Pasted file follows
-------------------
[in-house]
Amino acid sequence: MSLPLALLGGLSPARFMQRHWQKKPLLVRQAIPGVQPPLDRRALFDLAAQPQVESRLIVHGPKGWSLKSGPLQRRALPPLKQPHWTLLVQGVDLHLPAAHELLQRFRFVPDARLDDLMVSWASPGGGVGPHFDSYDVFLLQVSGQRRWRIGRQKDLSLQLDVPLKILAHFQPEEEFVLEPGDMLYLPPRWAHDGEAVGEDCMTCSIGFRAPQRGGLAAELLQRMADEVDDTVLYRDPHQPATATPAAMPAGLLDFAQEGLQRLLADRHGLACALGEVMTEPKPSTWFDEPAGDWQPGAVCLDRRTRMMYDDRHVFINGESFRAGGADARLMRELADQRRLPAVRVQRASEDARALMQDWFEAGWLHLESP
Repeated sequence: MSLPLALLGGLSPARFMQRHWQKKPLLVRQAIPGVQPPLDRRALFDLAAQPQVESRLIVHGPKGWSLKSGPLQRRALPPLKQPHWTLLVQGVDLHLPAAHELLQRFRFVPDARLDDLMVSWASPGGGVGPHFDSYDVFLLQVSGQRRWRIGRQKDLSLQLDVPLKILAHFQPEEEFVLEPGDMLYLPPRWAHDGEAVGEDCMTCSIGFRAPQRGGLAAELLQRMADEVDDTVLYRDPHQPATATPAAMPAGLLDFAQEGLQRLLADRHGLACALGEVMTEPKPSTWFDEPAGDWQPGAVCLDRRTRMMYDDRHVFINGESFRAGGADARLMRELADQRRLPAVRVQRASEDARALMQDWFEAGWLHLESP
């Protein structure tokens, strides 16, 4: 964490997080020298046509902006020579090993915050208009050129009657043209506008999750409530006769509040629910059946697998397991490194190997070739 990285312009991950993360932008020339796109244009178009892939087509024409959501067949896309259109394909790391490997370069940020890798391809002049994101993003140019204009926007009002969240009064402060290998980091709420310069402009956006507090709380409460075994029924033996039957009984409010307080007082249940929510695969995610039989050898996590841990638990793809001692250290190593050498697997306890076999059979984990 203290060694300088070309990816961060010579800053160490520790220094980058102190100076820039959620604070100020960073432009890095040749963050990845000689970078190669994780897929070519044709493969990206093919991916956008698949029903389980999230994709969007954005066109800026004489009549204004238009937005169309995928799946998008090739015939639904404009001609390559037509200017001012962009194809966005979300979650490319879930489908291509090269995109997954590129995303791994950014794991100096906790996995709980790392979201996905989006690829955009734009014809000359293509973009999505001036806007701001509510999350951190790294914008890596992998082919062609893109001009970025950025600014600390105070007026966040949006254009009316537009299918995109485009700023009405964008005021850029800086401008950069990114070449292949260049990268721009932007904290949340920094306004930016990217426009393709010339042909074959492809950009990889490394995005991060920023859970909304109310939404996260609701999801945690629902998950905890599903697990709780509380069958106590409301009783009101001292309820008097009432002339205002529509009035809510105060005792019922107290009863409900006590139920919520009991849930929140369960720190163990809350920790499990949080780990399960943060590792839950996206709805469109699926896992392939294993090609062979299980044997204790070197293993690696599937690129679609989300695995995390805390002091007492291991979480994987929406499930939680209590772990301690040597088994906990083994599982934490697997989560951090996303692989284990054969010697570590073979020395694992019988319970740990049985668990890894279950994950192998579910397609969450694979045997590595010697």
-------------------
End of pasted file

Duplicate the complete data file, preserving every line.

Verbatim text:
[in-house]
Amino acid sequence: MSLPLALLGGLSPARFMQRHWQKKPLLVRQAIPGVQPPLDRRALFDLAAQPQVESRLIVHGPKGWSLKSGPLQRRALPPLKQPHWTLLVQGVDLHLPAAHELLQRFRFVPDARLDDLMVSWASPGGGVGPHFDSYDVFLLQVSGQRRWRIGRQKDLSLQLDVPLKILAHFQPEEEFVLEPGDMLYLPPRWAHDGEAVGEDCMTCSIGFRAPQRGGLAAELLQRMADEVDDTVLYRDPHQPATATPAAMPAGLLDFAQEGLQRLLADRHGLACALGEVMTEPKPSTWFDEPAGDWQPGAVCLDRRTRMMYDDRHVFINGESFRAGGADARLMRELADQRRLPAVRVQRASEDARALMQDWFEAGWLHLESP
Repeated sequence: MSLPLALLGGLSPARFMQRHWQKKPLLVRQAIPGVQPPLDRRALFDLAAQPQVESRLIVHGPKGWSLKSGPLQRRALPPLKQPHWTLLVQGVDLHLPAAHELLQRFRFVPDARLDDLMVSWASPGGGVGPHFDSYDVFLLQVSGQRRWRIGRQKDLSLQLDVPLKILAHFQPEEEFVLEPGDMLYLPPRWAHDGEAVGEDCMTCSIGFRAPQRGGLAAELLQRMADEVDDTVLYRDPHQPATATPAAMPAGLLDFAQEGLQRLLADRHGLACALGEVMTEPKPSTWFDEPAGDWQPGAVCLDRRTRMMYDDRHVFINGESFRAGGADARLMRELADQRRLPAVRVQRASEDARALMQDWFEAGWLHLESP
């Protein structure tokens, strides 16, 4: 964490997080020298046509902006020579090993915050208009050129009657043209506008999750409530006769509040629910059946697998397991490194190997070739 990285312009991950993360932008020339796109244009178009892939087509024409959501067949896309259109394909790391490997370069940020890798391809002049994101993003140019204009926007009002969240009064402060290998980091709420310069402009956006507090709380409460075994029924033996039957009984409010307080007082249940929510695969995610039989050898996590841990638990793809001692250290190593050498697997306890076999059979984990 203290060694300088070309990816961060010579800053160490520790220094980058102190100076820039959620604070100020960073432009890095040749963050990845000689970078190669994780897929070519044709493969990206093919991916956008698949029903389980999230994709969007954005066109800026004489009549204004238009937005169309995928799946998008090739015939639904404009001609390559037509200017001012962009194809966005979300979650490319879930489908291509090269995109997954590129995303791994950014794991100096906790996995709980790392979201996905989006690829955009734009014809000359293509973009999505001036806007701001509510999350951190790294914008890596992998082919062609893109001009970025950025600014600390105070007026966040949006254009009316537009299918995109485009700023009405964008005021850029800086401008950069990114070449292949260049990268721009932007904290949340920094306004930016990217426009393709010339042909074959492809950009990889490394995005991060920023859970909304109310939404996260609701999801945690629902998950905890599903697990709780509380069958106590409301009783009101001292309820008097009432002339205002529509009035809510105060005792019922107290009863409900006590139920919520009991849930929140369960720190163990809350920790499990949080780990399960943060590792839950996206709805469109699926896992392939294993090609062979299980044997204790070197293993690696599937690129679609989300695995995390805390002091007492291991979480994987929406499930939680209590772990301690040597088994906990083994599982934490697997989560951090996303692989284990054969010697570590073979020395694992019988319970740990049985668990890894279950994950192998579910397609969450694979045997590595010697």